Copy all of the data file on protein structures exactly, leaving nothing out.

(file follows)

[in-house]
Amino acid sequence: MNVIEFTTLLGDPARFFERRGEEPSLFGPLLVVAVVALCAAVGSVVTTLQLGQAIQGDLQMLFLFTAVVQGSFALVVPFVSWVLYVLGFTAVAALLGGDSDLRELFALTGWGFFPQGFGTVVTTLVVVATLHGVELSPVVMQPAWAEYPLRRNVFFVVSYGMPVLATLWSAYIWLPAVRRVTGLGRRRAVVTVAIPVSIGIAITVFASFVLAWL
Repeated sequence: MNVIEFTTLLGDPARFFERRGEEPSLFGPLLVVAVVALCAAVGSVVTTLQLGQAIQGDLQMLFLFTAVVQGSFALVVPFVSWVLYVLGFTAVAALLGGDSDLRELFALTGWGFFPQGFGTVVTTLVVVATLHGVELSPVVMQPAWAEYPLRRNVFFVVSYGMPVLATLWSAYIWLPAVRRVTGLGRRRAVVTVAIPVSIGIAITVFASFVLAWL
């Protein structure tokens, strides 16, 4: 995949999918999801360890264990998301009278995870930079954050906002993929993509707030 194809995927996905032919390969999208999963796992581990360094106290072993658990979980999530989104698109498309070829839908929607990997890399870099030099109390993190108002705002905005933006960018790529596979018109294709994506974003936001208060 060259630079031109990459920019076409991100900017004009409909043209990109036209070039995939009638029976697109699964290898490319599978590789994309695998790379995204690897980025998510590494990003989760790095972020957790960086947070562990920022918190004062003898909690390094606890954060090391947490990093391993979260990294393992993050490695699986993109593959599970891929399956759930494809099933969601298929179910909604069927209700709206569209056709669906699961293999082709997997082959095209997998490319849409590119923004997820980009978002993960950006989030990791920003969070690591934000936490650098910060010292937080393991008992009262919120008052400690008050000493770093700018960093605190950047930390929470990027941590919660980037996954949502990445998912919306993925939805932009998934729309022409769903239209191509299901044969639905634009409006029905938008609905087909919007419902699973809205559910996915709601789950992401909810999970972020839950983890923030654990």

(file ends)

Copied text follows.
[in-house]
Amino acid sequence: MNVIEFTTLLGDPARFFERRGEEPSLFGPLLVVAVVALCAAVGSVVTTLQLGQAIQGDLQMLFLFTAVVQGSFALVVPFVSWVLYVLGFTAVAALLGGDSDLRELFALTGWGFFPQGFGTVVTTLVVVATLHGVELSPVVMQPAWAEYPLRRNVFFVVSYGMPVLATLWSAYIWLPAVRRVTGLGRRRAVVTVAIPVSIGIAITVFASFVLAWL
Repeated sequence: MNVIEFTTLLGDPARFFERRGEEPSLFGPLLVVAVVALCAAVGSVVTTLQLGQAIQGDLQMLFLFTAVVQGSFALVVPFVSWVLYVLGFTAVAALLGGDSDLRELFALTGWGFFPQGFGTVVTTLVVVATLHGVELSPVVMQPAWAEYPLRRNVFFVVSYGMPVLATLWSAYIWLPAVRRVTGLGRRRAVVTVAIPVSIGIAITVFASFVLAWL
């Protein structure tokens, strides 16, 4: 995949999918999801360890264990998301009278995870930079954050906002993929993509707030 194809995927996905032919390969999208999963796992581990360094106290072993658990979980999530989104698109498309070829839908929607990997890399870099030099109390993190108002705002905005933006960018790529596979018109294709994506974003936001208060 060259630079031109990459920019076409991100900017004009409909043209990109036209070039995939009638029976697109699964290898490319599978590789994309695998790379995204690897980025998510590494990003989760790095972020957790960086947070562990920022918190004062003898909690390094606890954060090391947490990093391993979260990294393992993050490695699986993109593959599970891929399956759930494809099933969601298929179910909604069927209700709206569209056709669906699961293999082709997997082959095209997998490319849409590119923004997820980009978002993960950006989030990791920003969070690591934000936490650098910060010292937080393991008992009262919120008052400690008050000493770093700018960093605190950047930390929470990027941590919660980037996954949502990445998912919306993925939805932009998934729309022409769903239209191509299901044969639905634009409006029905938008609905087909919007419902699973809205559910996915709601789950992401909810999970972020839950983890923030654990």